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The Miscellaneous Tariff Bill Process Is Alive! Cost Savings for U.S. Manufacturers

Legal Updates

After more than three years of inaction, Congress has moved to renew the Miscellaneous Tariff Bill (MTB) with a new procedure. The MTB eliminates or reduces duties assessed on more than a thousand imported raw materials and intermediate products that are not produced in the U.S. or are unavailable domestically. MTB duty savings are anticipated to eliminate import taxes in excess of $700 million annually, thereby cutting production costs in the United States and enhancing the competitiveness of U.S. manufacturers.  

The New Procedure

Under bipartisan legislation passed in the House on April 27, 2016, and submitted to the Senate Finance Committee, a company or individual wishing to benefit from an MTB duty reduction or suspension would submit a petition directly to the U.S. International Trade Commission (USITC). This is a significant change from the previous MTB process whereby the request from a company or individual for duty reduction or suspension legislation was initially made to a member of Congress.

Petitions accepted by the USITC would undergo an interagency review, culminating in a final USITC report. If the proposed duty reduction or suspension is accepted, it is incorporated into legislation sent to Congress for passage and submission to the president.

The new process follows the following general timeline:

  • Likely beneficiaries submit petitions to USITC.
  • Department of Commerce submits a public report on each petition.
  • USITC releases preliminary report for public comment.
  • USITC releases final report with MTBs for consideration.
  • House Ways and Means and Senate Finance committees review USITC report.
    (Committee members may exclude petitions from an MTB based on USITC recommendation, objection from a member of Congress or a finding of domestic production. However, committees cannot add products that did not receive a favorable recommendation from the USITC or undergo the process.)
  • Congress votes on MTB.

What Is Required

The USITC requires that the following be included in all petitions:

  • Name and address of petitioner
  • Statement indicating whether the petition is for an extension of an existing duty suspension or reduction or a new one
  • Certification that the petitioner is a likely beneficiary of the proposed duty reduction or suspension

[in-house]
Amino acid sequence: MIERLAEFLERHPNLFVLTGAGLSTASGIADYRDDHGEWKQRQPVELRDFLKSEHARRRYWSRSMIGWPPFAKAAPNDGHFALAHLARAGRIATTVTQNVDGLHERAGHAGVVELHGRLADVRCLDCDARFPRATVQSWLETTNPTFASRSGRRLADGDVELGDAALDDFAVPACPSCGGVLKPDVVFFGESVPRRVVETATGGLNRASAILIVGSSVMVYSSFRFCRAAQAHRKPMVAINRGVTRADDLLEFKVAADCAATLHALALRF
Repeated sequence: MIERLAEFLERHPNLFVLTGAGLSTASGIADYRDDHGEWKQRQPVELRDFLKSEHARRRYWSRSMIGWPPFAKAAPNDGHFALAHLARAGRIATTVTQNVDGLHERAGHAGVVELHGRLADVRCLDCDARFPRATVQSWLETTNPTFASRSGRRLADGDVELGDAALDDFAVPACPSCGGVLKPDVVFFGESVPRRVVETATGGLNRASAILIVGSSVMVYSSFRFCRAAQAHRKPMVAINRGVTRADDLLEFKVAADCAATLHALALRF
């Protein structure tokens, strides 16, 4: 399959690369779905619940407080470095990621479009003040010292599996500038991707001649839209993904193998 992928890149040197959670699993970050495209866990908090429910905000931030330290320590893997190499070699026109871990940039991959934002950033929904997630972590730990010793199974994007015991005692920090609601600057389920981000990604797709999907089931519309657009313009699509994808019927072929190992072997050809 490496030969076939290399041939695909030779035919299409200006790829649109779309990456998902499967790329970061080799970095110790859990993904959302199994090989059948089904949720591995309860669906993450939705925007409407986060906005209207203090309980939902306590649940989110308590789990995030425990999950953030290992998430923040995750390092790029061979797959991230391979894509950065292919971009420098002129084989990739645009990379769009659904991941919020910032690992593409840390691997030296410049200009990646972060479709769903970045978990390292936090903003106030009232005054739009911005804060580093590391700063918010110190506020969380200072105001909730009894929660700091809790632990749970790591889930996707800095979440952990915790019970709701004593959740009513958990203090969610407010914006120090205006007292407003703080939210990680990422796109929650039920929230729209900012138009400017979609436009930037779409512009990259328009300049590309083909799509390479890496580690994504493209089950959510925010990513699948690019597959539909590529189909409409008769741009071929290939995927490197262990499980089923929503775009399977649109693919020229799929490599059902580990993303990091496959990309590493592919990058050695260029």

• An article description for the proposed duty reduction or suspension to be included in the amendment to Subchapter II of Chapter 99 of the Harmonized Tariff Schedule of the United States. To the extent available, include:
    • A classification of the article for purposes of the amendment
    • A classification ruling of U.S. Customs and Border Protection with respect to the article
    • A copy of a U.S. Customs and Border Protection entry summary indicating where the article is classified in the Harmonized Tariff Schedule
  • Brief general description of the article
  • Brief description of the U.S. industry that uses the article
  • Estimate of the total U.S. dollar value of imports of the article for five calendar years following the calendar year in which the petition is filed, including an estimate of the total dollar value of such imports by the person who submits the petition and by any other importers (if available)
  • Name of each person who imports the article (if available)
  • Description of any domestic production of the article (if available)
  • Other information as required by USITC

MTB Process Timeline

MTB Process Timeline


What This Means To You

MTB duty savings are anticipated to eliminate import taxes in excess of $700 million annually, thereby cutting production costs in the United States and enhancing the competitiveness of U.S. manufacturers. Eliminating congressional participation in the upfront phases of the MTB process creates a procedure that is less susceptible to short-term political pressures while remaining consistent with House and Senate rules (including those prohibiting earmarks).

Contact Us

Husch Blackwell’s team of trade attorneys has vast experience with USITC processes and procedures, as well as duty reduction and suspension legislation. Our team assists U.S. companies in evaluating whether a potential duty reduction or suspension is available on particular products. We also assist companies with preparing MTB petitions and navigating the related administrative and legislative process.

For more information concerning the MTB or other trade-related questions, please contact a member of our International Trade & Supply Chain team.


Jeffrey S. Neeley

Senior Counsel

Robert D. Stang